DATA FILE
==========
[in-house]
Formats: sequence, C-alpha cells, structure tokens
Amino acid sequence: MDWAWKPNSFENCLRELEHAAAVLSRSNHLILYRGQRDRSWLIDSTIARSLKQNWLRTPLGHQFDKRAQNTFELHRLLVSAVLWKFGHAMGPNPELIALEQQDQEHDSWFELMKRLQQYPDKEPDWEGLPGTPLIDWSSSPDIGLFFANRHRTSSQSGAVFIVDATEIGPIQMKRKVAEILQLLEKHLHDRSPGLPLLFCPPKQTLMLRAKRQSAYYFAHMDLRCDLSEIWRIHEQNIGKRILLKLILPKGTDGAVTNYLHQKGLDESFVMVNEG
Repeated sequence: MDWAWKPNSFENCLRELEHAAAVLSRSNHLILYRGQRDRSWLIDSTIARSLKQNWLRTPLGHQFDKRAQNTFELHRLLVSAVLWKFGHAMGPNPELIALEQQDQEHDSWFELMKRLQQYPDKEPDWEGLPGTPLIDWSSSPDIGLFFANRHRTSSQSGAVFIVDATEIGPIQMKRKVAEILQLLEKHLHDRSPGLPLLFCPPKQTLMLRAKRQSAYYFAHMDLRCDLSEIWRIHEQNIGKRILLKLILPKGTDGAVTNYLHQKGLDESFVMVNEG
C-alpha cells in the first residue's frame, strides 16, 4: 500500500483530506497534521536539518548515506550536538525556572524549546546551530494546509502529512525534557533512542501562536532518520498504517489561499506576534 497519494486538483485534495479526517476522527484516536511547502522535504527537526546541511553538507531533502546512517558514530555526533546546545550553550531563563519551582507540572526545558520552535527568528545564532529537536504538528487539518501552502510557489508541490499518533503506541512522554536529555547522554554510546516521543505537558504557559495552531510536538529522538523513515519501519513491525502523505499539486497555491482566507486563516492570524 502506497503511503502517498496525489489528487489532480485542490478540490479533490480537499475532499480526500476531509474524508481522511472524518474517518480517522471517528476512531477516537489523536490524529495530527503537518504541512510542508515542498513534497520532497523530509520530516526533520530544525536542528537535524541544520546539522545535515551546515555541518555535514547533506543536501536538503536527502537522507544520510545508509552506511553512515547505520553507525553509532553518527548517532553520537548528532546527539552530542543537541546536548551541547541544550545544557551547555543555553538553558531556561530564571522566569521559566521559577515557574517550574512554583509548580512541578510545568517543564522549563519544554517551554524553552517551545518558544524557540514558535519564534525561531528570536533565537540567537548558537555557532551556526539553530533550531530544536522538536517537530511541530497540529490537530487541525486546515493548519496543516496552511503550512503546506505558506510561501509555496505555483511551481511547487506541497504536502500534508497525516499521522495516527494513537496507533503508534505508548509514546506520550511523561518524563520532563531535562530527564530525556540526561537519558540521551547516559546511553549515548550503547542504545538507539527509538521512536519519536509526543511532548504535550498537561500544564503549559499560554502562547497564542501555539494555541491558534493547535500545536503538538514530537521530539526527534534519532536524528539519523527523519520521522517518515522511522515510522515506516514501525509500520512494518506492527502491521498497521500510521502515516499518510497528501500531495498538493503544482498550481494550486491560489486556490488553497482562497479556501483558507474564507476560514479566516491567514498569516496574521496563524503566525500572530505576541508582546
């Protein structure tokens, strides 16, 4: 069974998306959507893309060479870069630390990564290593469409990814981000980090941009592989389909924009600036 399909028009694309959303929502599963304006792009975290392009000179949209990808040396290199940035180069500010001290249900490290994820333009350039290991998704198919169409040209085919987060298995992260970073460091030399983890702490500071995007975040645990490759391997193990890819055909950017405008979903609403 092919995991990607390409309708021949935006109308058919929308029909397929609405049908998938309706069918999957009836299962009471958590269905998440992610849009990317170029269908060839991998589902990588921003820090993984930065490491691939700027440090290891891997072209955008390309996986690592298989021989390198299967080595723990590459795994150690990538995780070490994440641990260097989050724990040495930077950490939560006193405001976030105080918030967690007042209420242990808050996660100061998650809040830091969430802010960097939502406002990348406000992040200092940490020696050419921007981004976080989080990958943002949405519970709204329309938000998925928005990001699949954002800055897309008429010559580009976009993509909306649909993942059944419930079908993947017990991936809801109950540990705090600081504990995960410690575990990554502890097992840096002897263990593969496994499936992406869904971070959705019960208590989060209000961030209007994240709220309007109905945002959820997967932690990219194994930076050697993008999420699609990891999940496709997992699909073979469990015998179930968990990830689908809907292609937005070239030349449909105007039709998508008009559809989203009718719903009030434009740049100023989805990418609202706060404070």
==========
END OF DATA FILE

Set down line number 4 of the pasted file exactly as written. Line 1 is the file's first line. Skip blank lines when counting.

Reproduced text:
Repeated sequence: MDWAWKPNSFENCLRELEHAAAVLSRSNHLILYRGQRDRSWLIDSTIARSLKQNWLRTPLGHQFDKRAQNTFELHRLLVSAVLWKFGHAMGPNPELIALEQQDQEHDSWFELMKRLQQYPDKEPDWEGLPGTPLIDWSSSPDIGLFFANRHRTSSQSGAVFIVDATEIGPIQMKRKVAEILQLLEKHLHDRSPGLPLLFCPPKQTLMLRAKRQSAYYFAHMDLRCDLSEIWRIHEQNIGKRILLKLILPKGTDGAVTNYLHQKGLDESFVMVNEG